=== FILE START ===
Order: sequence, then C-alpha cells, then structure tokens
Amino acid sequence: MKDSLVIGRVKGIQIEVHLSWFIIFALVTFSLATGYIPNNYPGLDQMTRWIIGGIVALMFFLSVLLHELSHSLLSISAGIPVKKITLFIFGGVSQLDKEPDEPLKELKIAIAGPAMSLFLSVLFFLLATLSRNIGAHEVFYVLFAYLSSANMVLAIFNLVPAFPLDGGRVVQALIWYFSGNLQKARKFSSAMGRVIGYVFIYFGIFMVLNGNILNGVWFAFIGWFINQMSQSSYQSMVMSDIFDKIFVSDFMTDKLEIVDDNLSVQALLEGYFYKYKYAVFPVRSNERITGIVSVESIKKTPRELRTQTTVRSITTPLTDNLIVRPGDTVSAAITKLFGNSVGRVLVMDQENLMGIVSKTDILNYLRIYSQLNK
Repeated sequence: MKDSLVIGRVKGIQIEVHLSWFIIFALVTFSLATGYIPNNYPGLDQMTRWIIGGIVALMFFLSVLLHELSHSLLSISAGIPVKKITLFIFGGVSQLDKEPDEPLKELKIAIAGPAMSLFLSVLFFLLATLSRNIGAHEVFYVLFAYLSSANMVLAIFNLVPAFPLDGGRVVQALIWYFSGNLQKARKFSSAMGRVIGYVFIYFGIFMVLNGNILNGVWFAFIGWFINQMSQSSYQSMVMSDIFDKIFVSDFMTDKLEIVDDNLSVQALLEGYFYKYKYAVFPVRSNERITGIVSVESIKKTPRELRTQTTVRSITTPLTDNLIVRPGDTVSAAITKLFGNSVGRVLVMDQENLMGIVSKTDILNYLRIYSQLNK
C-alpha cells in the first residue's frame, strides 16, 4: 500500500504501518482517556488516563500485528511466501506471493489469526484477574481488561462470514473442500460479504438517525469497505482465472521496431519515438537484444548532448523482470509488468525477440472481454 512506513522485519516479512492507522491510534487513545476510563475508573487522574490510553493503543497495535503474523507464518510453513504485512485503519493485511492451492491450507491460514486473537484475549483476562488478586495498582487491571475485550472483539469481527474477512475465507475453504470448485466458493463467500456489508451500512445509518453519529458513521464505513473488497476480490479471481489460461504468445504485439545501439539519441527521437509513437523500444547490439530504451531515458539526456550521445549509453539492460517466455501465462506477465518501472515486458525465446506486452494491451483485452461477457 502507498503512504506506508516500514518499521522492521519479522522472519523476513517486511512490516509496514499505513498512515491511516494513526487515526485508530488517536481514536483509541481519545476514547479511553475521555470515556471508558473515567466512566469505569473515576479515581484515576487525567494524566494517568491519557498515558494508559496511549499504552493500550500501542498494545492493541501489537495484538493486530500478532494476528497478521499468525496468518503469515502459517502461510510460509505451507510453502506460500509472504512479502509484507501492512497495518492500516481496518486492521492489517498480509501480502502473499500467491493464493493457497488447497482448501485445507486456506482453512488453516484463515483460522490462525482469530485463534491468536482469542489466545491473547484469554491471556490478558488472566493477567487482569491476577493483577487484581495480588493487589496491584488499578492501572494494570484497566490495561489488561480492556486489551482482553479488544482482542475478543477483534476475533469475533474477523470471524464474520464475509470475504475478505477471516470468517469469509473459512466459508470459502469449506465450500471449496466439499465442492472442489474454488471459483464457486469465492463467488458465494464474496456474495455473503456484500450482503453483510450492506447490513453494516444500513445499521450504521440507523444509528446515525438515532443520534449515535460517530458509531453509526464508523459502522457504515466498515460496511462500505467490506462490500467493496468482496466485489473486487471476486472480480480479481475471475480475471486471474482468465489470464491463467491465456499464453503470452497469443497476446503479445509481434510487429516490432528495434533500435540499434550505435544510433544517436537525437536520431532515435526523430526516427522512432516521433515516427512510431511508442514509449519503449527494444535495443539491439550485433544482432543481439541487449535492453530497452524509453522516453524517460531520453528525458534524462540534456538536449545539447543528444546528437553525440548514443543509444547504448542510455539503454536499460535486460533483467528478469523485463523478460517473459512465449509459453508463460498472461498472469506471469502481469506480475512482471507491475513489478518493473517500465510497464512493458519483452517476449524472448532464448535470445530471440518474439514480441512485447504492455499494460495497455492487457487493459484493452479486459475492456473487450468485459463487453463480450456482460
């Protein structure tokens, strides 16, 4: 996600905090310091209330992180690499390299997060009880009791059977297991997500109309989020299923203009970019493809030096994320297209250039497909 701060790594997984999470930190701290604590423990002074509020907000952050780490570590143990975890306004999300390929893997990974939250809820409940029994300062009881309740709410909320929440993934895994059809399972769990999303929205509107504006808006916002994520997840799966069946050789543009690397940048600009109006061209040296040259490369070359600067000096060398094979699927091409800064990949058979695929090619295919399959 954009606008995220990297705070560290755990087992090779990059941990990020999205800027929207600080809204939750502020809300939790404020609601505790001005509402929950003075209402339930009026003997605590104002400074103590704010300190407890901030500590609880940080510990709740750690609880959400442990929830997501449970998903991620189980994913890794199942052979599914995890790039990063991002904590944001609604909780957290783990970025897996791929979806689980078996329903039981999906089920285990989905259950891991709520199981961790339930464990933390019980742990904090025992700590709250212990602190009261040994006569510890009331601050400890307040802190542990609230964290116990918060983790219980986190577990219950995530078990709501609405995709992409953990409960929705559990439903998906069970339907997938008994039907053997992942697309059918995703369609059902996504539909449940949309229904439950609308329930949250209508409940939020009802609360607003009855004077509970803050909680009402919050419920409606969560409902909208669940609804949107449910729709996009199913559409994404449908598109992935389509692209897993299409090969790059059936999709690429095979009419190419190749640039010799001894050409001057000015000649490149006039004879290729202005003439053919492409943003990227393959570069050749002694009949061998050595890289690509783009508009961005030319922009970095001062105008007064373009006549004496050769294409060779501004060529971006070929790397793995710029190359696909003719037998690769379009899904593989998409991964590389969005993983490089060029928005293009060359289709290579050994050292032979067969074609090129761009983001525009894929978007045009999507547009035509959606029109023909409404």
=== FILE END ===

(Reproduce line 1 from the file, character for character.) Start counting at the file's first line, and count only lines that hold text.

Order: sequence, then C-alpha cells, then structure tokens